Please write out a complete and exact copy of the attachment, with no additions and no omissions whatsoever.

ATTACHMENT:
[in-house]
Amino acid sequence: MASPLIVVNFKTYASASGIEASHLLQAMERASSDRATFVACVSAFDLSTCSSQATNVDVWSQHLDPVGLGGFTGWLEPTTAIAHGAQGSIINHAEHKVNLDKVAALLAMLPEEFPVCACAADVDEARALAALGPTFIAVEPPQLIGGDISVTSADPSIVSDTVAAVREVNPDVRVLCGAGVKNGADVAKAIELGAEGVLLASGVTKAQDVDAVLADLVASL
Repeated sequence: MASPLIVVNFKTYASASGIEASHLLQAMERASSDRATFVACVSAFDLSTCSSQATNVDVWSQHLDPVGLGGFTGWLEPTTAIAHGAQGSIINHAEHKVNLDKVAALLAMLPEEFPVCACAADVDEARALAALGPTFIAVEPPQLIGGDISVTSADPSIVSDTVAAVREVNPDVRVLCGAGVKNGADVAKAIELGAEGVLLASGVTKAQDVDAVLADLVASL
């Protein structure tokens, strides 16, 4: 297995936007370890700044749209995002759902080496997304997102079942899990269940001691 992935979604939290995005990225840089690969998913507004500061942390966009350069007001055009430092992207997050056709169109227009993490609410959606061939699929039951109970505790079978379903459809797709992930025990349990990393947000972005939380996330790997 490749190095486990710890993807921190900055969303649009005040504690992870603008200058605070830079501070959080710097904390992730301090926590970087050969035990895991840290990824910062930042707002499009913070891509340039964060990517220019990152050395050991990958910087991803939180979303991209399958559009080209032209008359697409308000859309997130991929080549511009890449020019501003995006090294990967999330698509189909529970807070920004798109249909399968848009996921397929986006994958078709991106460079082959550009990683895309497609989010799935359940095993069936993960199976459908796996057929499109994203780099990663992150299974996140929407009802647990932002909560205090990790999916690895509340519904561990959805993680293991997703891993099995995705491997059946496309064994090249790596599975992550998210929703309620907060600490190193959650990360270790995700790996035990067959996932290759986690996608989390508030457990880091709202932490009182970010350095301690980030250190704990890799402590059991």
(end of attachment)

[in-house]
Amino acid sequence: MASPLIVVNFKTYASASGIEASHLLQAMERASSDRATFVACVSAFDLSTCSSQATNVDVWSQHLDPVGLGGFTGWLEPTTAIAHGAQGSIINHAEHKVNLDKVAALLAMLPEEFPVCACAADVDEARALAALGPTFIAVEPPQLIGGDISVTSADPSIVSDTVAAVREVNPDVRVLCGAGVKNGADVAKAIELGAEGVLLASGVTKAQDVDAVLADLVASL
Repeated sequence: MASPLIVVNFKTYASASGIEASHLLQAMERASSDRATFVACVSAFDLSTCSSQATNVDVWSQHLDPVGLGGFTGWLEPTTAIAHGAQGSIINHAEHKVNLDKVAALLAMLPEEFPVCACAADVDEARALAALGPTFIAVEPPQLIGGDISVTSADPSIVSDTVAAVREVNPDVRVLCGAGVKNGADVAKAIELGAEGVLLASGVTKAQDVDAVLADLVASL
């Protein structure tokens, strides 16, 4: 297995936007370890700044749209995002759902080496997304997102079942899990269940001691 992935979604939290995005990225840089690969998913507004500061942390966009350069007001055009430092992207997050056709169109227009993490609410959606061939699929039951109970505790079978379903459809797709992930025990349990990393947000972005939380996330790997 490749190095486990710890993807921190900055969303649009005040504690992870603008200058605070830079501070959080710097904390992730301090926590970087050969035990895991840290990824910062930042707002499009913070891509340039964060990517220019990152050395050991990958910087991803939180979303991209399958559009080209032209008359697409308000859309997130991929080549511009890449020019501003995006090294990967999330698509189909529970807070920004798109249909399968848009996921397929986006994958078709991106460079082959550009990683895309497609989010799935359940095993069936993960199976459908796996057929499109994203780099990663992150299974996140929407009802647990932002909560205090990790999916690895509340519904561990959805993680293991997703891993099995995705491997059946496309064994090249790596599975992550998210929703309620907060600490190193959650990360270790995700790996035990067959996932290759986690996608989390508030457990880091709202932490009182970010350095301690980030250190704990890799402590059991």